Resilient street youth: a qualitative South African study
Theron, Linda Carol
Malindi, Macalane Junel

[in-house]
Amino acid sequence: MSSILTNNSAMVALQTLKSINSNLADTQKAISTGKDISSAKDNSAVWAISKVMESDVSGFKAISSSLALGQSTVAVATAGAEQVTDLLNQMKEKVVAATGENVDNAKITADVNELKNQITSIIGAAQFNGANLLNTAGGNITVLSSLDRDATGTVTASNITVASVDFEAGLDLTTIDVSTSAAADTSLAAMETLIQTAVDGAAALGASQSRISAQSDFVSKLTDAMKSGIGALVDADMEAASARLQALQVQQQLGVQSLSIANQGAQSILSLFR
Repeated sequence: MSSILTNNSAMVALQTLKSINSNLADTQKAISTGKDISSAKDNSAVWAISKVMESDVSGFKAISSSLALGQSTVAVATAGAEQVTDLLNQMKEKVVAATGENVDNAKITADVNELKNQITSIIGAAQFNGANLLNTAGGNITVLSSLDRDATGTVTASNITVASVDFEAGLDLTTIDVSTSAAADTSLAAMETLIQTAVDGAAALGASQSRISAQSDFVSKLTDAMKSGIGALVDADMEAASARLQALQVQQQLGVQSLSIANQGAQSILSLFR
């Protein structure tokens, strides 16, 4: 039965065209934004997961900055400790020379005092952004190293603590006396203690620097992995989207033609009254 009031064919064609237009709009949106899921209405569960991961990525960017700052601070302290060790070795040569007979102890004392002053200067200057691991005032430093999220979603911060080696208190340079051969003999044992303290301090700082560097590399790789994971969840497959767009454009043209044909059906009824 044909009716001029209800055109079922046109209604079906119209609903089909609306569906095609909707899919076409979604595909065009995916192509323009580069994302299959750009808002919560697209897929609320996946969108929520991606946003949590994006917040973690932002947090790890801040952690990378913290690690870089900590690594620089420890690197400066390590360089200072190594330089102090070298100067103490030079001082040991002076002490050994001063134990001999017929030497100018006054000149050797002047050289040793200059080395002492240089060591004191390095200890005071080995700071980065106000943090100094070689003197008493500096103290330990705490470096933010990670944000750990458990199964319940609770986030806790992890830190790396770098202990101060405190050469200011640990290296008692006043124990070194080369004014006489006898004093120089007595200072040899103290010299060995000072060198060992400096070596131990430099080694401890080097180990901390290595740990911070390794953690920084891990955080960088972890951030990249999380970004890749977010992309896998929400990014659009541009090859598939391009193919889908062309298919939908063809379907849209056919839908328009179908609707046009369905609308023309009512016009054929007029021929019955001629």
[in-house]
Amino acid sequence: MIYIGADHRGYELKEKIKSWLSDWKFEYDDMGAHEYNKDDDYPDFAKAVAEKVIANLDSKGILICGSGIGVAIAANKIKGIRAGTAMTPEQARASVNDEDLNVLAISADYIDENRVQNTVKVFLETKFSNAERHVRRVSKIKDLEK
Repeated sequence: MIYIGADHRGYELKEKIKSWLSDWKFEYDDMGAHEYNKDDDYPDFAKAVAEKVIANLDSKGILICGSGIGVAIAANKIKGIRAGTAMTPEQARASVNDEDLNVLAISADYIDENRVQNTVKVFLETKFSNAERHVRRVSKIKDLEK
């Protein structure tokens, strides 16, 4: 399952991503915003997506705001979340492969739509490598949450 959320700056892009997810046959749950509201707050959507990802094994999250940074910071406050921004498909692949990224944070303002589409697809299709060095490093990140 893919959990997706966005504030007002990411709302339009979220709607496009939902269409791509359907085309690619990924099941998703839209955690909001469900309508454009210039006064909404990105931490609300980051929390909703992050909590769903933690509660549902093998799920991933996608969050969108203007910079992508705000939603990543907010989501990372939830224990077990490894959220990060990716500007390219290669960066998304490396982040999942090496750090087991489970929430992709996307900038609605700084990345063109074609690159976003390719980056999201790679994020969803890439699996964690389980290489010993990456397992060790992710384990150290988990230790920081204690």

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Only quite recently have researchers begun to conceptualize street youth as resilient. The findings from our qualitative phenomenological study with 20 adolescent street youth in South Africa augment this transformed conceptualization. Using individual and focus-group interview data, we offer a novel argument that street youth resilience is embedded in a socio-cultural context characterized by stories of adults who have beaten the odds, lived experiences of adults mediating access to protective resources along with youth acceptance of such aid, and cultural pride. This process is co-authored by stoical, reflexive street youth who actively navigate toward and negotiate for resilience-promoting resources. These findings militate for policy and interventions that are asset-based and context-sensitive and that script street youth as active participants in intervention processes. The participants in this study all had access to community resources – this implies that the findings must be interpreted with some caution and urges further research exploring the process of resilience among street youth who are not service-users.